The Cross House

My Love Affair With…Radiators

Today, we think of radiators as charmingly old-fashioned.

However, when the Cross House was built in 1894, radiators were state-of-the-art technology. There can be no doubt that people, when first stepping into the Cross House in 1894, exclaimed — breathlessly  — “Can I see the radiators?” They would have oohed and aahed while standing before these miracles of modernity, and gently, reverently caressed the hot-to-the-touch metal.

Ooh! Aah!

Since the dawn of time, people had warmed their interiors by fire. But radiators were something altogether new. They could heat a whole house as if by miracle, and with the added (and huge) benefit of not covering every surface and sofa and curtain in soot, and without any seeming maintenance effort (like cleaning out fireplaces every morning, and then laboriously putting wood/coal in every fireplace).

Today, we have advanced to forced-air systems.

But is this an advance?

Forced-air heat dries EVERYTHING out. Wood shrinks and cracks (such as furniture and trim and doors and cabinets), and my ever-aging eyes also dry out. By the end of a winter season, my poor eyes HURT! It took me years to make the connection between forced-air heat and my poor ol’ dry eyes.

And, economically, it is more expensive to heat a house with forced-air than with radiators.

There are other issues, too. I have never enjoyed sitting in front of a forced-air supply duct. But, I love sitting next to a radiator. So do my cats.

Even though the Cross House has radiators, it also has a 3-zone HVAC system, providing both heat and cool air. The previous owner, Bob Rodak, installed the cooling system, which I converted to also provide heat (this change was not expensive, and it seemed a good idea to have a back-up heat source). Curiously, there were no return ducts to speak of, so I installed these, too. Their value is detailed below.

 

THE BIG UNDERTAKING

It certainly can be argued that, because I jumped into the monumental restoration of the Cross House, I am not entirely sane. As added evidence of insanity, I have spent vast sums this year to have the radiator system fully activated in the Cross House…even though the house already has a forced-air heating system in place.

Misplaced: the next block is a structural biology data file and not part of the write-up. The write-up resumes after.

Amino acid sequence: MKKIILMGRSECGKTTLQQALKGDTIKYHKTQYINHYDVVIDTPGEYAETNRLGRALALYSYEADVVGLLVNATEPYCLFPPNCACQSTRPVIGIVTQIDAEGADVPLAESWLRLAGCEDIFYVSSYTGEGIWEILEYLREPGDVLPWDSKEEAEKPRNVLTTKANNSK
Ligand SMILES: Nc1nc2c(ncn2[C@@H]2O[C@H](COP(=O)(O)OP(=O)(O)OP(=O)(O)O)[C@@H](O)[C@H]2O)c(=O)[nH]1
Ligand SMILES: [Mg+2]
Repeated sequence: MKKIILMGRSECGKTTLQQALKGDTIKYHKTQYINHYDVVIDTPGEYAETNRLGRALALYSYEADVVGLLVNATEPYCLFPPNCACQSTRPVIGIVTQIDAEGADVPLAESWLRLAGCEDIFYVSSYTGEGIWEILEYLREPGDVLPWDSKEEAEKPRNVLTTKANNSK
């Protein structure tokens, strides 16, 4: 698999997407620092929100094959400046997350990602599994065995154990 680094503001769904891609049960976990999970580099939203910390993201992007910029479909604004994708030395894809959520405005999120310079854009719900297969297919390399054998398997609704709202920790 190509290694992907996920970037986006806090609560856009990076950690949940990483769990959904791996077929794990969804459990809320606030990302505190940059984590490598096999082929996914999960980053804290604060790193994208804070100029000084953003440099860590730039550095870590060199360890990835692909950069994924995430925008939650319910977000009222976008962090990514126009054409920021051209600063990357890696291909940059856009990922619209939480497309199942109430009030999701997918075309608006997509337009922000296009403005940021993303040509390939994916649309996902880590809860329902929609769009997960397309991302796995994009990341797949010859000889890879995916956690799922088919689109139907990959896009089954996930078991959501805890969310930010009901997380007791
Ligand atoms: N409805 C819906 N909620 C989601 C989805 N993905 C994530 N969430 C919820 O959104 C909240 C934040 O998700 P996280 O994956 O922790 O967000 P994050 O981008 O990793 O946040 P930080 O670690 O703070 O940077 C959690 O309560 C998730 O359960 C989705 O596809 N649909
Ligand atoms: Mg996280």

Before I can finish the interior of the house, I must first do all the things which will later be hidden inside the walls and floors and ceilings, like electrical, plumbing, and radiator pipes. So, the latter must be done now, as it is otherwise impossible to progress on all the other necessary tasks such as repairing plaster, refinishing floors, installing cabinets, painting, etc.

Luckily, financially speaking, I had a good February and a very good early March, and thus called in Modern Air to get the radiator system fully functioning.

Whoee!

Almost all the 1894 radiators were still in the house. But some were cracked. Some were in odd places, like one in my future bedroom. The monster sat right in the middle of a long wall, precluding any possibility of a bed or dresser being against the wall. How dumb is that? I had the monster moved to another wall, in the corner, where there is not the likelihood of it ever interfering with furniture placement. In the kitchen, another monster sat right under the massive south-facing window. The perfect place for a heating monster, right? But it was also the perfect place for the sink cabinet. I had the radiator moved off to the side.

There were also rooms which did not have, nor ever have, a radiator. Like in the main upstairs bath, the pantry (with three exterior walls), the servant’s hall (with four exterior walls), and other spaces. As I am a comfort fiend, I wanted radiators in these spaces.

There were also burst radiator pipes, pipes which had been mysterious cut off in some distant past (why?), and some fittings which were corroded and could, could, burst at any moment. Or a century from now.

I braced myself, and told Modern Air: Fix everything.

 

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The previous owner (God love ’em) installed four high-efficency pulse boilers. These are, well, fabulous. If it is only sorta cold, one will turn on. A bit colder? Two will run. Colder still? Three or perhaps all four will run. They also rotate. So, if boiler #1 runs on Monday, boiler #2 will run the day after, and so on. This way all four receive the same amount of use. Cost-wise, the boilers are a fright. One was not working when I purchased the house. Modern Air gave me a quote of $1500 for parts. “No way!” I exclaimed, “Let’s just order a new boiler!” They calmly replied that a new boiler would be $7500. Oh. Suddenly, $1500 seemed reasonable. Today, I never quite really see the four boilers. Instead, I see about $40,000 (including installation). Which explains why I, on a regular basis, reverently caress the boilers, and keep them clean.

 

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The radiators in the Cross House come in all shapes and sizes. My favorites are the radiators in the round tower. Tooooooo delicious. All the radiators originally had marble tops; many remain. There is no finer place to park your butt in the winter. Above is the radiator in the Receiving Room…